But “underwhelming” I can do without any advance notice.
Although I had studied Erin Luckhart’s excellent step-by-step Canva video tutorial and thought I had pulled together the two essential pieces she recommended – a basic knowledge of Canva and a successful team or person to highlight – things didn’t turn out so well.
Obviously, the issue wasn’t with Erin’s tutorial.
I guess the problem was with my particular choice of success to highlight.
Maybe I shouldn’t have chosen ME.
This was a big mistake. (Ya think?)
But I really thought I had garnered a personal success worth touting.
Unfortunately, my success didn’t even last as long as Erin’s 11 minute video tutorial.
Dang … and I came so close to being able to wow you.
About three Saturdays ago I was typing away on my computer while sitting at my desk in our district admin office.
While I’d like to blame my boss for being such a taskmaster, no doubt I was still catching up on stuff I had hoped to start back in May.
All of a sudden I noticed an email with the subject line: Were you a 2nd grade teacher with the American School Foundation in Mexico City many years ago?
Yikes! I was.
(Now who did I owe money to? I was only a poor first-year teacher for crying out loud!)
The email read: Hi, Mr. Page. I hope it’s you. This is Erica B. I was a student in your 2nd grade class when I lived in Mexico with my family. I’ve grown up. Earned two masters degrees. Got married. And have a daughter (Natalya) who is entering 2nd grade. I’m with the National Democratic Institute in Washington DC. My next assignment is in Russia, so my family and I are traveling the midwest before we leave. We’re going to Manitou Island in upper Michigan and perhaps we could see you. I’ve told Natalya how you were my favorite all-time teacher and how I hope when we are in Russia she will have a teacher like you. I’ve told Natalya so many stories about our year together. What are the chances of us getting together?
Whoa! What an email!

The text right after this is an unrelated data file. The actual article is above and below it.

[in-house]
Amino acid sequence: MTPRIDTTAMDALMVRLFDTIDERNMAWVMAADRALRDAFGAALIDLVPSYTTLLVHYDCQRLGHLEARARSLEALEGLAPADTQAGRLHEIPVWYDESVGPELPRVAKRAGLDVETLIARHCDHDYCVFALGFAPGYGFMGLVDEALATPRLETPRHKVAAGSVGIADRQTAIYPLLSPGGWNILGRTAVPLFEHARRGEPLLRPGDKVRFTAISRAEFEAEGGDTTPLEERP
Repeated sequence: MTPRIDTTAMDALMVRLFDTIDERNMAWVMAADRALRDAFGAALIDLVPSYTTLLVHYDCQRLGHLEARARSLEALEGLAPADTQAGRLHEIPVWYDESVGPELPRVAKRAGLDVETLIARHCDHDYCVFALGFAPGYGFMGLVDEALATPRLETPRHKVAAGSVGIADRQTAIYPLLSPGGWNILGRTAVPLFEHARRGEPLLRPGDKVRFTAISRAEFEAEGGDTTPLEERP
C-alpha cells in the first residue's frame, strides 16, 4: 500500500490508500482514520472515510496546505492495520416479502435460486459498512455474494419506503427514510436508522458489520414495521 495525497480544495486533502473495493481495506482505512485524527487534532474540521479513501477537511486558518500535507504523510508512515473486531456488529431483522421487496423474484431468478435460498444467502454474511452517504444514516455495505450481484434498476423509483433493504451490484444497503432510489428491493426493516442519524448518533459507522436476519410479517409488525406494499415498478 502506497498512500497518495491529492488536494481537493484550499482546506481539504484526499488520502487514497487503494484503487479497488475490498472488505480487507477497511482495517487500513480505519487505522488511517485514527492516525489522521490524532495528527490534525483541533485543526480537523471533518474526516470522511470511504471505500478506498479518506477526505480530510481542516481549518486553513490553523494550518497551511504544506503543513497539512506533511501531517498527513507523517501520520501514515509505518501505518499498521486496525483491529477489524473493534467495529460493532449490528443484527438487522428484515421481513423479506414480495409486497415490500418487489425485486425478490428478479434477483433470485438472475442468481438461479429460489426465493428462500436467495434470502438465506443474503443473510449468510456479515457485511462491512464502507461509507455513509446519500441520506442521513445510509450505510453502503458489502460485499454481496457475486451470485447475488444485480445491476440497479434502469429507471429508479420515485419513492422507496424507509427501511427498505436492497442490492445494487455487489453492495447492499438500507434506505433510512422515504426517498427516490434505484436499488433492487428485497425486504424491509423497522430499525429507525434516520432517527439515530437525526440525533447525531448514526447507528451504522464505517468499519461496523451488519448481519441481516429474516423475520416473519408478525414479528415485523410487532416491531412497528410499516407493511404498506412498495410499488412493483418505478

I replied and excitedly told Erica that I’d love to see her and meet her husband and daughter sometime.
I included my cell number and got back to work.
About five minutes later, my phone rang.
“Hi, Mr. Page… this is Erica. We are now in downtown Holland. I emailed you when we were about 100 miles away. We’re standing in front of a nice looking restaurant called Alpen Rose. Do you know it?”
“You’re kidding!” I gushed. “Know it? I’m only five blocks away! I’ll see you in 10 minutes.”
When our call finished, I was more than a little nervous.
Oh well, how hard can it be for an apparently wonderful and fantastic teacher like me to go meet up with a former student and her family?
Hopefully, my pride-filled head wouldn’t get in the way of me recognizing Erica.
I’d sure hate to hug the wrong female tourist and get arrested.
But all worked out.
Erica and I identified each other quickly, and within an instant, we were exchanging hugs as she introduced me to her husband while little Natalya looked on.
Natalya maintained her inquisitive gaze while we adults chatted for several more seconds.
I bent over to shake Natalya’s hand when Erica began to introduce me with way-too-much praise.
But who am I to interrupt a mother speaking to her child?
I could tell Natalya’s mind was wrestling with something when she reached out her hand to take mine.
“Mr. Page,” she asked in a small polite voice,“How OLD were you when you taught my mommy?”
I can’t actually remember my exact answer.
We were laughing so hard.
But I knew Natalya wasn’t going to be begging for my autograph anytime soon.
And I also knew I’d have to find a different subject for my Canva project.